Gender and the Boundaries of Dress in Contemporary Peru
University of Texas Press, 2010 M01 1 - 384 páginas
Set in Arequipa during Peru’s recent years of crisis, this ethnography reveals how dress creates gendered bodies. It explores why people wear clothes, why people make art, and why those things matter in a war-torn land. Blenda Femenías argues that women’s clothes are key symbols of gender identity and resistance to racism. Moving between metropolitan Arequipa and rural Caylloma Province, the central characters are the Quechua- and Spanish-speaking maize farmers and alpaca herders of the Colca Valley. Their identification as Indians, whites, and mestizos emerges through locally produced garments called bordados. Because the artists who create these beautiful objects are also producers who carve an economic foothold, family workshops are vital in a nation where jobs are as scarce as peace. But ambiguity permeates all practices shaping bordados’ significance. Femenías traces contemporary political and ritual applications, not only Caylloma’s long-standing and violent ethnic conflicts, to the historical importance of cloth since Inca times. This is the only book about expressive culture in an Andean nation that centers on gender. In this feminist contribution to ethnography, based on twenty years’ experience with Peru, including two years of intensive fieldwork, Femenías reflects on the ways gender shapes relationships among subjects, research, and representation.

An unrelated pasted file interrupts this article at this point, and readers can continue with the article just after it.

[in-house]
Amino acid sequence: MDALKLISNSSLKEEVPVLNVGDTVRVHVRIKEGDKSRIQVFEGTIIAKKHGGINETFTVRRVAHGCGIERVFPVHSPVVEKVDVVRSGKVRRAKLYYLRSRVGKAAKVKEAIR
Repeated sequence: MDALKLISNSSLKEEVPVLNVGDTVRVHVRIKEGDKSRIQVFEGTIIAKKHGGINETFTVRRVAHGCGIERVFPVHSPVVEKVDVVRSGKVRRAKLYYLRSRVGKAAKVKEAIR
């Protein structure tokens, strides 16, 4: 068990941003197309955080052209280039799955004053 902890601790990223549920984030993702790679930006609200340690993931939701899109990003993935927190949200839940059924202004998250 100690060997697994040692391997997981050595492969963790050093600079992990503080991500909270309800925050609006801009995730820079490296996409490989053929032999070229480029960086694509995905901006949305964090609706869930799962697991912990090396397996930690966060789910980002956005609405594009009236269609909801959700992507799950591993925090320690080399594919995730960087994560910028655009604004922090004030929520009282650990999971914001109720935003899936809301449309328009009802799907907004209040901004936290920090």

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activities alpaca Andean anthropologist Arequipa artisans artists authenticity bayeta body Bolivia bordados Cabanaconde Caceres Candelaria Carnival Caylloma bordados Caylloma Province Cayllominos Chivay market claim Colca River Colca Valley colors comadre Condori Coporaque create creative cross-dressing cultural Cusco custom daily dance domination dress economic embodied embroidered embroidery especially ethnic identity ethnography Eudumila exchange fabric Federation female Femenias festivals fieldwork fiestas garments gender husband Indian indigenous interview Juan kiosk labor learned Leonardo Mejia Lima lived machine male means men’s mestizo misti mother mourning Nilda operarios participation performance Peru Peruvian photographs plaza political poncho production province Pujllay Quechua racial regional representation ritual roles rural Sabancaya Sallnow sell sewing skirts social sometimes space Spanish style Sullca Susana Bernal symbolic term textiles tourists town traditional transvestism urban usually vendors villages violence visual wear polleras Witite woman women wear polleras wool workshop